Across California, few dental offices are equipped to accommodate patients with special needs, leaving many patients with no option but to allow their dental diseases to go untreated, sometimes leading to serious health complications. The UCSF School of Dentistry is helping to lead an initiative to build the state’s capacity to provide special needs dental care to every Californian who needs it.
Researchers found that when default settings, showing a preset number of opioid pills, were modified downward, physicians prescribed fewer pills. Fewer pills could improve prescription practices and protect patients from developing opioid addictions.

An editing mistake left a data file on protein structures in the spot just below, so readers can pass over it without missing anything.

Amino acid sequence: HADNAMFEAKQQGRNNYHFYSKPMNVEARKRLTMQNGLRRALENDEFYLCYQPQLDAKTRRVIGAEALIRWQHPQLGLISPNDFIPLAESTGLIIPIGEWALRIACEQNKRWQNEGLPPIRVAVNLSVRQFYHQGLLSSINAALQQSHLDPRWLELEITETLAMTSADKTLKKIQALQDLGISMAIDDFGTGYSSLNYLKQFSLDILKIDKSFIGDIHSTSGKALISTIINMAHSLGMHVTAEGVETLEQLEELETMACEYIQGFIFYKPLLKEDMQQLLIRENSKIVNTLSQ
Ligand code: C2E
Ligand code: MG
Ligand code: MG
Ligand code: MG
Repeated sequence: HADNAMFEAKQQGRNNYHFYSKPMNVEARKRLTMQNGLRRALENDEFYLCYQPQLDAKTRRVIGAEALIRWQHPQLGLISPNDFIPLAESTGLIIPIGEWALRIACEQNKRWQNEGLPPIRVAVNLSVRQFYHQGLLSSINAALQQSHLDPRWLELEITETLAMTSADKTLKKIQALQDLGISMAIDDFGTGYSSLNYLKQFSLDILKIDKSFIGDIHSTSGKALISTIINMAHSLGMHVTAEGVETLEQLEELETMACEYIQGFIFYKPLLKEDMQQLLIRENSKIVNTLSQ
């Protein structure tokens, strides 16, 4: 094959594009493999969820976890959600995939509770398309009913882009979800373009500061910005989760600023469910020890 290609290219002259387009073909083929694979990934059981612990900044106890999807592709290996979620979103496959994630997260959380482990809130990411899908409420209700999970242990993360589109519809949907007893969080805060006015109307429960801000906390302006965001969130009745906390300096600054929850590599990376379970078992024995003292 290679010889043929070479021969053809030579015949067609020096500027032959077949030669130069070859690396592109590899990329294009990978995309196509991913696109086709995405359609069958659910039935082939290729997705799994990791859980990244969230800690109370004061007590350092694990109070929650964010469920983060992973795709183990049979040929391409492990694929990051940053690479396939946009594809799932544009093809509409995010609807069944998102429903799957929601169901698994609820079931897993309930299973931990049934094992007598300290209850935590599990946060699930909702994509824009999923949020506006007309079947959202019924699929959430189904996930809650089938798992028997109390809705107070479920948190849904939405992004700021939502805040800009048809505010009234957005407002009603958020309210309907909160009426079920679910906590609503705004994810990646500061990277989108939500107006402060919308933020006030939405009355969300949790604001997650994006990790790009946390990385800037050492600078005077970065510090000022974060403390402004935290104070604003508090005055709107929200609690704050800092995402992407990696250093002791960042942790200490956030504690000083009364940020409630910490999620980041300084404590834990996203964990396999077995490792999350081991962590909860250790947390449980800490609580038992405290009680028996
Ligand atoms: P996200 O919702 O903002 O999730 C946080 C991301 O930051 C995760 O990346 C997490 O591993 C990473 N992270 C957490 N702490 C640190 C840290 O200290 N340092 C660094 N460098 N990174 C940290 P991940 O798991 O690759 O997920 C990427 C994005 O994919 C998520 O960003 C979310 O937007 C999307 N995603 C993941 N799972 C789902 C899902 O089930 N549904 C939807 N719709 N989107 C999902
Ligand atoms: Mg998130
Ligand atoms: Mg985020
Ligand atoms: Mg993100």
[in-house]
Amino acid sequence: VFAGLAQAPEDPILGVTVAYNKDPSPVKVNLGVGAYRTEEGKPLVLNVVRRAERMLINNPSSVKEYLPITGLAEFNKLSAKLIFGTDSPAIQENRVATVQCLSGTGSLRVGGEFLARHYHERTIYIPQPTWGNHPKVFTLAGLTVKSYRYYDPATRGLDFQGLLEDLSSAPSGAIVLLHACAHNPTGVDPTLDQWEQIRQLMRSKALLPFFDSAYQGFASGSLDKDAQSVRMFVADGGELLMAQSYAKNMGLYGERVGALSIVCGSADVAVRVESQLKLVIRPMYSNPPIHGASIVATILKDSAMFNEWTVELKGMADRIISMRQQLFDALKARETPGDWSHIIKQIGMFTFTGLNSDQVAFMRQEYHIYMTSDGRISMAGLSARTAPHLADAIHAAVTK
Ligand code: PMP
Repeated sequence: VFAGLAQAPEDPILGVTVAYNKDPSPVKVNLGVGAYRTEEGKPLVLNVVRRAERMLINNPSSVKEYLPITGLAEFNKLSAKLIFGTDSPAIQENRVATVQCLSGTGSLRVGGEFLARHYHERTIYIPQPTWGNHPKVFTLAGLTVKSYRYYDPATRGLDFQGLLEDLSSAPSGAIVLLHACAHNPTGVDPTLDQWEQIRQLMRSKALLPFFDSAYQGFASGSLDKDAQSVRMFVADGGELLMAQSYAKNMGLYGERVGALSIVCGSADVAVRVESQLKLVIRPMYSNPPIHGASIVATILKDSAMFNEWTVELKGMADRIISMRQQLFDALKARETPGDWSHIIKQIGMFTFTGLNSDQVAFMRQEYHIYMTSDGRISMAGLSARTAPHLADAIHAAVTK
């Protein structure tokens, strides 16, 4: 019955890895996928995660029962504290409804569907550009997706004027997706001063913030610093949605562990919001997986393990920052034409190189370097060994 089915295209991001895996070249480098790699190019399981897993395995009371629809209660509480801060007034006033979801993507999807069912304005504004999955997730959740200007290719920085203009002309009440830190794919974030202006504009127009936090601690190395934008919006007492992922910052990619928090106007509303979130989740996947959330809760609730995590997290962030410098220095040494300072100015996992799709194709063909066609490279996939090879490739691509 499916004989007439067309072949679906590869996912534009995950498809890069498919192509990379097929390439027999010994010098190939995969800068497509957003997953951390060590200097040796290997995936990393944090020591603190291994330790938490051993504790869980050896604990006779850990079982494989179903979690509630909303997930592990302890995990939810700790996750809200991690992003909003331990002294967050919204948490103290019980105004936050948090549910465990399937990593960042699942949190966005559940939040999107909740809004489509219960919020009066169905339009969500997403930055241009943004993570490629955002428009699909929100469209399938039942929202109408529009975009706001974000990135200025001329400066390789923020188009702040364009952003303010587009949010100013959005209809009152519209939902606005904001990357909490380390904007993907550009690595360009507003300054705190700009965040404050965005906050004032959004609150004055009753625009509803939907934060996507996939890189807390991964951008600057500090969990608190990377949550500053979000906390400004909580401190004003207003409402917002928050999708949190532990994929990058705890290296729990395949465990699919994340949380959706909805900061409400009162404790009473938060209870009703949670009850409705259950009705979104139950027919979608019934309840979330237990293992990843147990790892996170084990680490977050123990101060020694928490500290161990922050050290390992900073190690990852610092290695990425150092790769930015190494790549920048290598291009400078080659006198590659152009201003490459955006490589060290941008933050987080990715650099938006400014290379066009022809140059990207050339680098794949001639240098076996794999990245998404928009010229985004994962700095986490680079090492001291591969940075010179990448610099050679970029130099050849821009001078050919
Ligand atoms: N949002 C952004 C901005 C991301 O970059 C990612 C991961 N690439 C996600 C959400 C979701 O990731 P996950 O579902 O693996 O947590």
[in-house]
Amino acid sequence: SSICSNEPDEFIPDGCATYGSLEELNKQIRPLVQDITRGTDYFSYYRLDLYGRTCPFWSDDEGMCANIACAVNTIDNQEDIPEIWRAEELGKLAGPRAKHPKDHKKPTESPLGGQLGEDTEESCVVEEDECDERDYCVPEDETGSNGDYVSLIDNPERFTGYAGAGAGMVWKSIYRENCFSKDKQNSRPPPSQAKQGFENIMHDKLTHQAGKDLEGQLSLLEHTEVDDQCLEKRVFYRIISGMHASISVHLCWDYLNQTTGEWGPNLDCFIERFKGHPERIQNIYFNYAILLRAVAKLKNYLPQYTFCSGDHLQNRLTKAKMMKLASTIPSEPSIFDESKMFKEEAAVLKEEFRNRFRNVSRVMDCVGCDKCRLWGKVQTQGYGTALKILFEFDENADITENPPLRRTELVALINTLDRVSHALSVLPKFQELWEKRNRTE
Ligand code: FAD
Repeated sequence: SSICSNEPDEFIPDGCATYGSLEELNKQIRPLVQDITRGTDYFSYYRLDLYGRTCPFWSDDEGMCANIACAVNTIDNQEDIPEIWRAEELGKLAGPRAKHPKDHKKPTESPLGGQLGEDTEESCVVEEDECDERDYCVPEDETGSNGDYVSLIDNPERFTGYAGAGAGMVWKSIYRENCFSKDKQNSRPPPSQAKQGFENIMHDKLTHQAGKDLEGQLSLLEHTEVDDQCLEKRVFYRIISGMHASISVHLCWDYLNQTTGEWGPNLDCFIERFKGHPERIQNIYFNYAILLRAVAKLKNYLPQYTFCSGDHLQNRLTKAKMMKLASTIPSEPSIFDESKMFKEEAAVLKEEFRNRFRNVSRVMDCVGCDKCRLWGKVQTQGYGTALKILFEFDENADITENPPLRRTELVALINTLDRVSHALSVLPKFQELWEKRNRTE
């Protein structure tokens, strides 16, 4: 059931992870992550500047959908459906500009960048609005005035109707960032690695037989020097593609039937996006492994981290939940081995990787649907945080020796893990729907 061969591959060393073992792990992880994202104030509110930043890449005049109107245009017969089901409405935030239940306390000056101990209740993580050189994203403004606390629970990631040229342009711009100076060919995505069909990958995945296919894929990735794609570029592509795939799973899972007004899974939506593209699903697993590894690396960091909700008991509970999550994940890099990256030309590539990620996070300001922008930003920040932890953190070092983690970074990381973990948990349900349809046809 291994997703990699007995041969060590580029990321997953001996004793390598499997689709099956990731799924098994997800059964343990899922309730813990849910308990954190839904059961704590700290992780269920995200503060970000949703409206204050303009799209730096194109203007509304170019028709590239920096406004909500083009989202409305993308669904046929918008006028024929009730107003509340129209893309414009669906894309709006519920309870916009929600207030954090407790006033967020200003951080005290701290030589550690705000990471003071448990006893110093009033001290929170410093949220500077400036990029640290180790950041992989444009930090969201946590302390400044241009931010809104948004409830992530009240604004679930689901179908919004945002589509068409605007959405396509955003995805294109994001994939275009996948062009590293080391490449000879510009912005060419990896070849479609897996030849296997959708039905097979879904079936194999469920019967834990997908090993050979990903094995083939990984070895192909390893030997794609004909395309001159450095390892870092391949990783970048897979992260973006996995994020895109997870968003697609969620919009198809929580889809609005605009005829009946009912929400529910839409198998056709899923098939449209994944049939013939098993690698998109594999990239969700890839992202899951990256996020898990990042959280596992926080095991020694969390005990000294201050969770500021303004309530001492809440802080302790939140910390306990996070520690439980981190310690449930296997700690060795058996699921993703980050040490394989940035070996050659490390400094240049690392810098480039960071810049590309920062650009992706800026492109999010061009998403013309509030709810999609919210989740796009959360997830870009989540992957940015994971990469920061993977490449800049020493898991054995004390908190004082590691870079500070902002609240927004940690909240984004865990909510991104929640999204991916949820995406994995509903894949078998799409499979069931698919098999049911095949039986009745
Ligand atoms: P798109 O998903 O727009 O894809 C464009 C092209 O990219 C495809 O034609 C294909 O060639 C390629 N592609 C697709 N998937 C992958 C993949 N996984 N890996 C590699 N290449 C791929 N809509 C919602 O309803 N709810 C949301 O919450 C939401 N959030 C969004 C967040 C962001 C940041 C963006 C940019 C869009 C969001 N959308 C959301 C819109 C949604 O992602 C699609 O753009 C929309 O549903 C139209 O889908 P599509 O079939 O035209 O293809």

UCSF sociologist Howard Pinderhughes, PhD, says insufficient housing, economic opportunity, and educational inequity stand in the way of a healthy San Francisco. Nevertheless, he believes there is room for optimism and the possibility for change.
With the global population of seniors projected to reach 1.5 billion by 2050, it will be more important than ever to reduce the burden of age-related disease. In the future, science will allow us to intervene in the aging process to make this a reality, according to geriatrician John Newman.
A future in which precision medicine benefits everyone is not guaranteed. For that to happen, UCSF experts argue, the health care industry must first tackle today’s health disparities, including differences in disease outcomes and access to care based on race, gender, and socioeconomic status.
Problem drinkers are more likely than teetotalers and moderate drinkers to take benzodiazepines. When taken by heavier drinkers, benzodiazepines may heighten the risk for overdoses and accidents as well as exacerbate psychiatric conditions.